Lonely Planet Writer

Explore the dark history of 'Ireland's Alcatraz' on a night tour

Whether you’re the kind of person that has an insatiable appetite for crime podcasts, or perhaps are more intrigued by the paranormal, Spike Island in Ireland needs to be your next port-of-call.

Spike Island, the former army station and prison located in Cork Harbour. Photograph by Alexander Campbell ‘Monkey’ Morgan/Independent News and Media/Getty Images

The former prison-turned-tourist attraction in Cobh, Co. Cork is once again offering night-time tours to visitors who fancy seeing what life was like behind bars before the facility closed in 2004.

‘Spike Island After Dark’ will take you through areas that “no day tour can go”, including the prison’s extensive network of underground tunnels and cells. You’ll even be able to experience life in solitary, as it once was for so many convicted criminals on the island. It makes sense then, that it regularly plays host to paranormal investigators, including Ghost Hunter International.

An aerial view of Spike Island. Image by Spike Island Management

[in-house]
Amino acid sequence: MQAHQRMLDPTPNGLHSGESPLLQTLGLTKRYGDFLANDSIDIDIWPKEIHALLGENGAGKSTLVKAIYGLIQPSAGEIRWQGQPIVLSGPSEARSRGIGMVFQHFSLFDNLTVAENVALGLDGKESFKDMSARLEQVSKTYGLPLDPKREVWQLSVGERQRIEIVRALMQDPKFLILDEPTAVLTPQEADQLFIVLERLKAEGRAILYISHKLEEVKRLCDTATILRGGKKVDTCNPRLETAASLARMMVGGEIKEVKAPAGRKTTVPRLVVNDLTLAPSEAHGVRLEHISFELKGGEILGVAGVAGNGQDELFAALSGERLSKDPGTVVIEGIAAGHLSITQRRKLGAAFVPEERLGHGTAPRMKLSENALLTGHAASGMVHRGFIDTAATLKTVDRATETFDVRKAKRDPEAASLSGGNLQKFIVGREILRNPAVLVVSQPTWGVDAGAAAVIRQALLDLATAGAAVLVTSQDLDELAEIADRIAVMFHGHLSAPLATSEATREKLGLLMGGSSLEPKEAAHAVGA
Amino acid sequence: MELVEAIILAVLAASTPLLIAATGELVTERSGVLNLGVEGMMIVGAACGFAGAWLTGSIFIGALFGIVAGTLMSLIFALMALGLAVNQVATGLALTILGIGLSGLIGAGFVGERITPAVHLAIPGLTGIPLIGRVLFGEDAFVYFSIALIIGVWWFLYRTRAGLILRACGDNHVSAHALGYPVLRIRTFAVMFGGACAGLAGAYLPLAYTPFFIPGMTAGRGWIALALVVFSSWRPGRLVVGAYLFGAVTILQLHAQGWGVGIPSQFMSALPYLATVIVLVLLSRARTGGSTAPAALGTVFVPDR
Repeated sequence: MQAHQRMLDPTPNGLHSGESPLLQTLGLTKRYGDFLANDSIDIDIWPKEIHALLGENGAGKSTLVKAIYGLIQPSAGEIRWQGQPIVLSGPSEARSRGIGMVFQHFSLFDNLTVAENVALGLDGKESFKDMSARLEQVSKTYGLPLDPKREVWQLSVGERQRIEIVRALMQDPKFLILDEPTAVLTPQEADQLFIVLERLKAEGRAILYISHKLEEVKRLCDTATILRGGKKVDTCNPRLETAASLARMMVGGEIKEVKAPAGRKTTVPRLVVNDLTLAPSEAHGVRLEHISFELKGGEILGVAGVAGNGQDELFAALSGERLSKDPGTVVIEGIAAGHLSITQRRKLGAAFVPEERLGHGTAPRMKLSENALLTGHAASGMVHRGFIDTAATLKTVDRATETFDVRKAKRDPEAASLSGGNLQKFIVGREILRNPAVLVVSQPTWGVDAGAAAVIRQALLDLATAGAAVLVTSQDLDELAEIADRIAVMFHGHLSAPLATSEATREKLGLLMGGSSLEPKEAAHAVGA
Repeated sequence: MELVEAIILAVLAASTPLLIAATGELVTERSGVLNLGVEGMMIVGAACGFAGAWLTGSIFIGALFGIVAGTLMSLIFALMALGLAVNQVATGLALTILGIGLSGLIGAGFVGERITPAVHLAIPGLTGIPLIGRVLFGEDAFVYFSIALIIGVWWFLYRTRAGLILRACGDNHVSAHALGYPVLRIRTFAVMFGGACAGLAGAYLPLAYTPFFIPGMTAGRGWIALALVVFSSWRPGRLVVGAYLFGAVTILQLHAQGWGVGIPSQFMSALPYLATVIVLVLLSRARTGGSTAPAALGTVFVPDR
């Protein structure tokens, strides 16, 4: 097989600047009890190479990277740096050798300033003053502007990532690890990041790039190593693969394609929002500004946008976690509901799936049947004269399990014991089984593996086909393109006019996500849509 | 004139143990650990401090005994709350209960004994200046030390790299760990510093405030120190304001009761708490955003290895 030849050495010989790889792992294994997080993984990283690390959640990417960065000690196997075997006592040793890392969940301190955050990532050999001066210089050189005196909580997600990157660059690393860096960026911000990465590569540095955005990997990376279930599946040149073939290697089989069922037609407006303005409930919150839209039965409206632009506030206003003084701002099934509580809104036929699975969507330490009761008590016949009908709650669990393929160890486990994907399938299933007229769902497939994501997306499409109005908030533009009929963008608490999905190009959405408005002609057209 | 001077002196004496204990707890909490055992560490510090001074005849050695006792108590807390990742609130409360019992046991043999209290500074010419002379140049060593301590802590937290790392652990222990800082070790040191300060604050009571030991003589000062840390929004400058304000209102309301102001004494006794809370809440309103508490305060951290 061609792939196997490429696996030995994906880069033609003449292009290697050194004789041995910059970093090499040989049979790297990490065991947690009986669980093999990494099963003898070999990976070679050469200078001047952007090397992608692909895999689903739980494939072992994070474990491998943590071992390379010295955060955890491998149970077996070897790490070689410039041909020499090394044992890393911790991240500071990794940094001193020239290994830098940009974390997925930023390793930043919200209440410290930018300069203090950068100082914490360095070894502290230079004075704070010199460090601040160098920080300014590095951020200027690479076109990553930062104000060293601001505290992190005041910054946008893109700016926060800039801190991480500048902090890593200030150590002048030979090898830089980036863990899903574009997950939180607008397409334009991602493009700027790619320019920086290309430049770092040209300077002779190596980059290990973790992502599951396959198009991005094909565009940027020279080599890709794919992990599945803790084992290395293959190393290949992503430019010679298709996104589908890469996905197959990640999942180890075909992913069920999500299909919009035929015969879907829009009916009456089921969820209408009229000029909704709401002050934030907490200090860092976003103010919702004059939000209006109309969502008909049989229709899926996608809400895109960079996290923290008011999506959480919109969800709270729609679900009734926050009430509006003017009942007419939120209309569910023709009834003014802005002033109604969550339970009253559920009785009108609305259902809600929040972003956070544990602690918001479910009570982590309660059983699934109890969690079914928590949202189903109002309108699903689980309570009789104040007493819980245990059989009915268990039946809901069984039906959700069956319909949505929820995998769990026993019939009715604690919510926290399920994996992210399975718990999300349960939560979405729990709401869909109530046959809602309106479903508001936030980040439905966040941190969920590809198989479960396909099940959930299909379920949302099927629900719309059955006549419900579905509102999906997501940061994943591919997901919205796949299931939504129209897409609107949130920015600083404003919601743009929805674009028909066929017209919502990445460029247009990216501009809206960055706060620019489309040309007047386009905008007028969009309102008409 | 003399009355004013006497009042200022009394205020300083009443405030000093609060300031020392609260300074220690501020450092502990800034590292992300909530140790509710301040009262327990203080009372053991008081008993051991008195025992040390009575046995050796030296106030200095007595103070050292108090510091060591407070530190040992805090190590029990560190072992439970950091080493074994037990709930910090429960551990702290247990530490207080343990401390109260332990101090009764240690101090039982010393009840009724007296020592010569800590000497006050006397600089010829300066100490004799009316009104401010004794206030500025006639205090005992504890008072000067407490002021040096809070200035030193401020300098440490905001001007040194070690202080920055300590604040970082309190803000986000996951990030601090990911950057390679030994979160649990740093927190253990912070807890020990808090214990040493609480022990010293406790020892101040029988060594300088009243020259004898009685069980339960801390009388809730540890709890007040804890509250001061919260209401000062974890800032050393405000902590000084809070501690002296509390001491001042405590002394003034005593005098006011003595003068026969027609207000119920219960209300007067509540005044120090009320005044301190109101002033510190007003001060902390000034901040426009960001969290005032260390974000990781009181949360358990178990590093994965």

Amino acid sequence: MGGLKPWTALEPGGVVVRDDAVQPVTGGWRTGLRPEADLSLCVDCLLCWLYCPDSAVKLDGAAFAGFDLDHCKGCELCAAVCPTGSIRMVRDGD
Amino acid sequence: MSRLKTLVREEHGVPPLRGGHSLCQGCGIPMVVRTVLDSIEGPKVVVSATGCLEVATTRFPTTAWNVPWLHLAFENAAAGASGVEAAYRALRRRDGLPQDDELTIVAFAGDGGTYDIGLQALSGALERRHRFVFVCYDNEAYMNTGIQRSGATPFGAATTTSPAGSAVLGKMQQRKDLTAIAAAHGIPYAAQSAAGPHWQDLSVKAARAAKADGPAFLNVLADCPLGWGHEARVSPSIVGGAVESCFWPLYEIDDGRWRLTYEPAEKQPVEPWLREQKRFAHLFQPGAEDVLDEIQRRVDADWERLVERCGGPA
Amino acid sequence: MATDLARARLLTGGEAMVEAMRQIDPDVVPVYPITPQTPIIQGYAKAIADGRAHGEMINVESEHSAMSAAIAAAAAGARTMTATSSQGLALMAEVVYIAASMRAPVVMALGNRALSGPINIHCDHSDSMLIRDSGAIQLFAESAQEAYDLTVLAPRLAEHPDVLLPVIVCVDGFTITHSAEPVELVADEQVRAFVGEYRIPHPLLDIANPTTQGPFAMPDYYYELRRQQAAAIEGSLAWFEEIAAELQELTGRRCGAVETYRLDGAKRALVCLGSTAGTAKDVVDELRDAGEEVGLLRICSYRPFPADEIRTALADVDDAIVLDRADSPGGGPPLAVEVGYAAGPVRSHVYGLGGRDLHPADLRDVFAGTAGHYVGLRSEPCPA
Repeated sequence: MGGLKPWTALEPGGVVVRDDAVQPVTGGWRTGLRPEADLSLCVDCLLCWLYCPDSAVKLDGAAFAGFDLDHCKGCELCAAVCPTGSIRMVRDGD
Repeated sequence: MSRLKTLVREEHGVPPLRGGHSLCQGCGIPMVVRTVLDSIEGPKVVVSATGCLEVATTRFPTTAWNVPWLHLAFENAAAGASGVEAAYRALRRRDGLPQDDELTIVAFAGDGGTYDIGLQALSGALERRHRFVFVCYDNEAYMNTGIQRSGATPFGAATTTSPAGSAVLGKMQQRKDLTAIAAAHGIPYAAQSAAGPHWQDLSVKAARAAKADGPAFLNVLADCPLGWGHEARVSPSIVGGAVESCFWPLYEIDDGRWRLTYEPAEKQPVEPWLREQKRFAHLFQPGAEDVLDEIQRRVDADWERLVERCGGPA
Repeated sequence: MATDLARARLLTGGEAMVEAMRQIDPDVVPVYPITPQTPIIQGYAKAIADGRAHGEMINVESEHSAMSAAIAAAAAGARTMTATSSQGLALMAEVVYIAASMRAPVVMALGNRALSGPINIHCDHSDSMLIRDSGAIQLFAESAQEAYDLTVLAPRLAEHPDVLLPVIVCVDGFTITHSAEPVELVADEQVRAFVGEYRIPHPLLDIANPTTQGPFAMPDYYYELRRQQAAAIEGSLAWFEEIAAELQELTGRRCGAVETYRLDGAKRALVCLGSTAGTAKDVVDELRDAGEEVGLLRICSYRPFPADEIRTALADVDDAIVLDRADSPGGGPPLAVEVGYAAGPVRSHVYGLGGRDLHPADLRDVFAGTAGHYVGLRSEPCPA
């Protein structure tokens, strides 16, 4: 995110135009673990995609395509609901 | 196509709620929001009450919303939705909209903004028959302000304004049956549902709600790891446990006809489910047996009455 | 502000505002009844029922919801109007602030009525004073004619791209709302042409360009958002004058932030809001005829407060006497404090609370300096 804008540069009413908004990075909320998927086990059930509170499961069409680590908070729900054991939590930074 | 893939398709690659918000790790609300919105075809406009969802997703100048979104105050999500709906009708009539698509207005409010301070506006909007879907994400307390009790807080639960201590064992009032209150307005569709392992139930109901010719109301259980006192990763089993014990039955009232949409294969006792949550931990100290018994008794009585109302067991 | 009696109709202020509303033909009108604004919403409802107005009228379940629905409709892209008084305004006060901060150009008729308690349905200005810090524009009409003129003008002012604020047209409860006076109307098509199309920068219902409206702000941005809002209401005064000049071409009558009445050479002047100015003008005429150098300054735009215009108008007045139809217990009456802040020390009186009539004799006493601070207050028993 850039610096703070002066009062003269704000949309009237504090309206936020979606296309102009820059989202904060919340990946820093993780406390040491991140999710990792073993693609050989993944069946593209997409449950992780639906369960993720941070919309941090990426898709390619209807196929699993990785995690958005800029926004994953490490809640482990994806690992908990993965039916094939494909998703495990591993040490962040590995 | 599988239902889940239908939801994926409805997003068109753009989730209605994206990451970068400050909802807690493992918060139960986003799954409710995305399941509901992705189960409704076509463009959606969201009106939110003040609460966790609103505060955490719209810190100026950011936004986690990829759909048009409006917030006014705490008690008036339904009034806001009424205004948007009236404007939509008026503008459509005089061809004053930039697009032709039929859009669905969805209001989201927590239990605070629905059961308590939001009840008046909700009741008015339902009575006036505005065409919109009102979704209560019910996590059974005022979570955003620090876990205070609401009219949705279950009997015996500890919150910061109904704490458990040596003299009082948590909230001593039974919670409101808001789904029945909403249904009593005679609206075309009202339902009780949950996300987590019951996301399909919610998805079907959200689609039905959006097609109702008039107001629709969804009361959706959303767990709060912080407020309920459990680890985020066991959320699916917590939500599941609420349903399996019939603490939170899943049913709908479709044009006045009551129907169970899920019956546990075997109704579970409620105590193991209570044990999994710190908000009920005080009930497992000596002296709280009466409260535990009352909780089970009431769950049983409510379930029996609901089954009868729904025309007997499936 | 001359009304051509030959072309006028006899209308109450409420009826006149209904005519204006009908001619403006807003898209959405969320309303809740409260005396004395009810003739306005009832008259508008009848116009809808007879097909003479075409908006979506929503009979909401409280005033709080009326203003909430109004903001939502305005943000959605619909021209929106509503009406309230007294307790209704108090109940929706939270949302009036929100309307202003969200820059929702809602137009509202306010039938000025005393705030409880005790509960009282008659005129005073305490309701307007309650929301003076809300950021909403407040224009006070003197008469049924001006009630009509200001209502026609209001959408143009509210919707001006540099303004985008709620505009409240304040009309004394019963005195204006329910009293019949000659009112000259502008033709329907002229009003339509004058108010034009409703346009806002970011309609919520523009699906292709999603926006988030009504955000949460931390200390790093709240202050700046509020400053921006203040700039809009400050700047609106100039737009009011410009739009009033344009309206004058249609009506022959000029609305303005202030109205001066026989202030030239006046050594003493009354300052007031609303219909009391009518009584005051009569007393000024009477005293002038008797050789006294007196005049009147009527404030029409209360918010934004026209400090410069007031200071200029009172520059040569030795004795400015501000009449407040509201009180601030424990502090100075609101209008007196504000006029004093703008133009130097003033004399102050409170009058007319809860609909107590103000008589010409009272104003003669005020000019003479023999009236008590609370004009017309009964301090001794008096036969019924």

Visitors will learn about the prison’s Punishment Block, once referred to as “Ireland’s hell”. Established in the 1850s, its sole purpose was to punish those in incarceration. During its 36 years in existence, it is believed that 1000 convicts died on the island, according to records. Some 900 prisoners are buried in mass graves on the island, as a result of the lowly conditions and overcrowding subjected upon them.

Formerly a monastic settlement, Spike Island has a long, rich history which many will be surprised – and perhaps slightly horrified – to learn about. Initially the largest prison in the British Isles during the Victorian period, it went on to be used as a prison and garrison throughout the Irish War of Independence in the early 1900s. On 1 September 1985, inmates rioted and, as a subsequent government committee reported, “civilians, prison officers on the island were virtual prisoners of the criminals”. The riot resulted in one of the accommodation blocks, Block A, catching fire, afterwards it became known as the Burnt Block.

A reimagining of events at Spike Island during the 1800s. Credit: Spike Island

Spike Island was named top European tourist attraction at the 2017 World Travel Awards for its other work in maintaining the island’s heritage. The next tour takes place on 22 June. You can find out more information about Spike Island After Dark at spikeislandcork.ie.